Greater Magellanic Cloud
The Large Magellanic Cloud lies 50kpc from Galaxias, making it the fourth closest "sizeable" galaxy to Galaxias, after the Canis Major Dwarf Galaxy (~ 7.5kpc), the Virgo Stellar Stream (~ 9.2kpc), and the Sagittarius Dwarf Spheroidal Galaxy (~ 20.0kpc). The Large Magellanic Cloud has a diameter of about 4.3kpc and is the fourth-largest galaxy in the Local Group, after the Andromeda Galaxy (M31), Galaxias, and the Triangulum Galaxy (M33).
The Large Magellanic Cloud is an example of a disrupted barred spiral galaxy (containing a very prominent bar in its center and a partial spiral arm), which suggests that it may have been a barred dwarf spiral galaxy before its spiral arms were disrupted, likely by Galaxias's gravity. Its present irregular shape is likely the result of tidal interactions with both Galaxias and the Small Magellanic Cloud.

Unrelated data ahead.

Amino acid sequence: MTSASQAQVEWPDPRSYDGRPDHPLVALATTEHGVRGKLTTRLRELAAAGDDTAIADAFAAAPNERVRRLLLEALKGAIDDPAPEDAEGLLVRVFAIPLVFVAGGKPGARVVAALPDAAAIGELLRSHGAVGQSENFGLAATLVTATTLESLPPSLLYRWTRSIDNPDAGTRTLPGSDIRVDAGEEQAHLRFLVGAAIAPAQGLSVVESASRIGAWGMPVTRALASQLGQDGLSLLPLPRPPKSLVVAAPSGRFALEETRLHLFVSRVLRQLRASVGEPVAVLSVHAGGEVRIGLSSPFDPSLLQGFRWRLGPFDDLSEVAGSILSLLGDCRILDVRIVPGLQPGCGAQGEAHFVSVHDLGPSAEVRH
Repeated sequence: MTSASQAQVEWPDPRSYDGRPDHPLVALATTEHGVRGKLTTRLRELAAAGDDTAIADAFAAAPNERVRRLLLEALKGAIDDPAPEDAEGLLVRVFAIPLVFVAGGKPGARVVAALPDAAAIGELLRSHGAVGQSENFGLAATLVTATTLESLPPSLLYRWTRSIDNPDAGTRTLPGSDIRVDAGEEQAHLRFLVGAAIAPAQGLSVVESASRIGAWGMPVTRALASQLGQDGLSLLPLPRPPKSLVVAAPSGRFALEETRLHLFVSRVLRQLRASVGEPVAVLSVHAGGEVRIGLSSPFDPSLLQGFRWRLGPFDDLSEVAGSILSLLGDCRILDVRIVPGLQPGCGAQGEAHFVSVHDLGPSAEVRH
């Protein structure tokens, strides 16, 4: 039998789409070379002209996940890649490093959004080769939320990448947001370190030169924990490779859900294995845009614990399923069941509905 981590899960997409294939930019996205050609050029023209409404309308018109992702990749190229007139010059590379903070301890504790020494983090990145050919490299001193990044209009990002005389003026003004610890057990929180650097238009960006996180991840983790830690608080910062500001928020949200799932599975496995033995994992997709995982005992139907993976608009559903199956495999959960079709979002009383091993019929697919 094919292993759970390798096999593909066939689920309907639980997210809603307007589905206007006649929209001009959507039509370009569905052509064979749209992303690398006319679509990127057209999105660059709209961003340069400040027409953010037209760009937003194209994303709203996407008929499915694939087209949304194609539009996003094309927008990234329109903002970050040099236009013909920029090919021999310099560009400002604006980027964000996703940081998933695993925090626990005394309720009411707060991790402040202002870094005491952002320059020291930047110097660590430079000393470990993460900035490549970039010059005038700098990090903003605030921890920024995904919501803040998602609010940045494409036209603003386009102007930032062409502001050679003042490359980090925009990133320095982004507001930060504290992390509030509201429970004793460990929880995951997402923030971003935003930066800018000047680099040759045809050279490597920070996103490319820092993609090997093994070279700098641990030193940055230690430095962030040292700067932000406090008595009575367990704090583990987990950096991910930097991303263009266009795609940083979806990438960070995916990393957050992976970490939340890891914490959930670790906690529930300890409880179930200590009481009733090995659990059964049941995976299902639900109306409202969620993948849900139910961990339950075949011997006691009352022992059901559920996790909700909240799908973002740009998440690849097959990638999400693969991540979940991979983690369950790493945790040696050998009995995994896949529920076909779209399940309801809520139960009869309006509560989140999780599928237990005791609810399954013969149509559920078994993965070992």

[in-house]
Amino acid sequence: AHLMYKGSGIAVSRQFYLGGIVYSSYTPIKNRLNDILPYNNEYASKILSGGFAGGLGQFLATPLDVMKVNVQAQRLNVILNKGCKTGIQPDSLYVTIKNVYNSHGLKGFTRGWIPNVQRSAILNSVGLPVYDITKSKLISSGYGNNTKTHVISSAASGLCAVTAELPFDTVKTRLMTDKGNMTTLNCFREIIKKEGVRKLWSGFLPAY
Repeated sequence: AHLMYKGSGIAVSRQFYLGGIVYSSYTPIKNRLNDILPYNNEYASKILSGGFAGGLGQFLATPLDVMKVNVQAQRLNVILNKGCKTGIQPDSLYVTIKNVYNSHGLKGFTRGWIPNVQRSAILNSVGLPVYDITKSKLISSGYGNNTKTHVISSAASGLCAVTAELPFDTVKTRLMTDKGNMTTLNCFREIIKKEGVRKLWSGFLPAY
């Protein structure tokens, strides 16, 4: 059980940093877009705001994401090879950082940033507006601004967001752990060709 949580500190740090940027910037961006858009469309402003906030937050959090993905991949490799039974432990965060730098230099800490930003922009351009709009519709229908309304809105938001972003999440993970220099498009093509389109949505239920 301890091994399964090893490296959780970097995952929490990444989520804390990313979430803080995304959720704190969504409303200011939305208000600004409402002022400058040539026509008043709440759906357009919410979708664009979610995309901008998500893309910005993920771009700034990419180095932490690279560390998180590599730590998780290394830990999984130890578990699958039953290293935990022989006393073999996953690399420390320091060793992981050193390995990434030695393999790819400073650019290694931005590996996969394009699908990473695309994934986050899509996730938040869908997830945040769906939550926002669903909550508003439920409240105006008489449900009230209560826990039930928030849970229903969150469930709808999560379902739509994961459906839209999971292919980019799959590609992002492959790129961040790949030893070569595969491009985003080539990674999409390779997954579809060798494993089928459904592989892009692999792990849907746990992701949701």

Like many irregular galaxies, the Large Magellanic Cloud is rich in gas and dust, and it is currently undergoing vigorous star formation activity. It is home to the Tarantula Nebula, the most active star-forming region in the entire Local Group. Surveys of the galaxy have found roughly 60 globular clusters, 700 open clusters, and hundreds of thousands of giant and supergiant stars.
History & Background (Dossier)
- The Terrans have observations of this astrographic feature going back thousands of years.
- The early Vilani mystics found this astrographic feature very important for spiritual reasons.
Life in the Greater Magellanic Cloud
References & Contributors (Sources)
|This page uses content from Wikipedia. The original article was at Large_Magellanic_Cloud. The list of authors can be seen in the page history. The text of Wikipedia is available under the Commons Attribution-ShareAlike 3.0 Unported License.|
- Traveller Wiki Editorial Team
- Author & Contributor: WHULorigan
- Author & Contributor: Lord (Marquis) and Master of Sophontology Maksim-Smelchak of the Ministry of Science